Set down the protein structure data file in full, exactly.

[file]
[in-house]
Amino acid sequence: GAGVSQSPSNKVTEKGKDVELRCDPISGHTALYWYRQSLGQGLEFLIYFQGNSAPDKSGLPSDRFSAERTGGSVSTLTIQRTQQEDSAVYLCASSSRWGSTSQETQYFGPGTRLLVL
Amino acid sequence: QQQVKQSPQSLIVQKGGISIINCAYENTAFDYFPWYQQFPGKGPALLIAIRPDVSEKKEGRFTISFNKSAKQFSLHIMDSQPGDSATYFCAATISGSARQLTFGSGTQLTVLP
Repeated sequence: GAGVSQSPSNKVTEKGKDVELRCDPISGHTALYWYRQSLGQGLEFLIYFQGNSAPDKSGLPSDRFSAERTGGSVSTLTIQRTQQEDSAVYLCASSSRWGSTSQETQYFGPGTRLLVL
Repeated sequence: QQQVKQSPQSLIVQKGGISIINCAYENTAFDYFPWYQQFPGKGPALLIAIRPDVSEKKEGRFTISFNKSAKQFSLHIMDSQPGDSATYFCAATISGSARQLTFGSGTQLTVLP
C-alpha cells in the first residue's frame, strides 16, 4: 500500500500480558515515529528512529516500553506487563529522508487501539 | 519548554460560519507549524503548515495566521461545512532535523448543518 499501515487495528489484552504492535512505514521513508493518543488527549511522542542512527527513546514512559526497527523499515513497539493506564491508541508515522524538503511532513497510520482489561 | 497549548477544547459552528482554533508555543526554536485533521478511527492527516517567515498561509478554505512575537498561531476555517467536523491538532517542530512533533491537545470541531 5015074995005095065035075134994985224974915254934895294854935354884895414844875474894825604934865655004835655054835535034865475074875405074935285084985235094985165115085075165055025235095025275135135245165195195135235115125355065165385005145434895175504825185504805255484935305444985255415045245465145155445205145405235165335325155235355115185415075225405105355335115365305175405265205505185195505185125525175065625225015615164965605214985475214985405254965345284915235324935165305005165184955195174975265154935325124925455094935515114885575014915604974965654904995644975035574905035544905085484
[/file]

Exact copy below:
[in-house]
Amino acid sequence: GAGVSQSPSNKVTEKGKDVELRCDPISGHTALYWYRQSLGQGLEFLIYFQGNSAPDKSGLPSDRFSAERTGGSVSTLTIQRTQQEDSAVYLCASSSRWGSTSQETQYFGPGTRLLVL
Amino acid sequence: QQQVKQSPQSLIVQKGGISIINCAYENTAFDYFPWYQQFPGKGPALLIAIRPDVSEKKEGRFTISFNKSAKQFSLHIMDSQPGDSATYFCAATISGSARQLTFGSGTQLTVLP
Repeated sequence: GAGVSQSPSNKVTEKGKDVELRCDPISGHTALYWYRQSLGQGLEFLIYFQGNSAPDKSGLPSDRFSAERTGGSVSTLTIQRTQQEDSAVYLCASSSRWGSTSQETQYFGPGTRLLVL
Repeated sequence: QQQVKQSPQSLIVQKGGISIINCAYENTAFDYFPWYQQFPGKGPALLIAIRPDVSEKKEGRFTISFNKSAKQFSLHIMDSQPGDSATYFCAATISGSARQLTFGSGTQLTVLP
C-alpha cells in the first residue's frame, strides 16, 4: 500500500500480558515515529528512529516500553506487563529522508487501539 | 519548554460560519507549524503548515495566521461545512532535523448543518 499501515487495528489484552504492535512505514521513508493518543488527549511522542542512527527513546514512559526497527523499515513497539493506564491508541508515522524538503511532513497510520482489561 | 497549548477544547459552528482554533508555543526554536485533521478511527492527516517567515498561509478554505512575537498561531476555517467536523491538532517542530512533533491537545470541531 5015074995005095065035075134994985224974915254934895294854935354884895414844875474894825604934865655004835655054835535034865475074875405074935285084985235094985165115085075165055025235095025275135135245165195195135235115125355065165385005145434895175504825185504805255484935305444985255415045245465145155445205145405235165335325155235355115185415075225405105355335115365305175405265205505185195505185125525175065625225015615164965605214985475214985405254965345284915235324935165305005165184955195174975265154935325124925455094935515114885575014915604974965654904995644975035574905035544905085484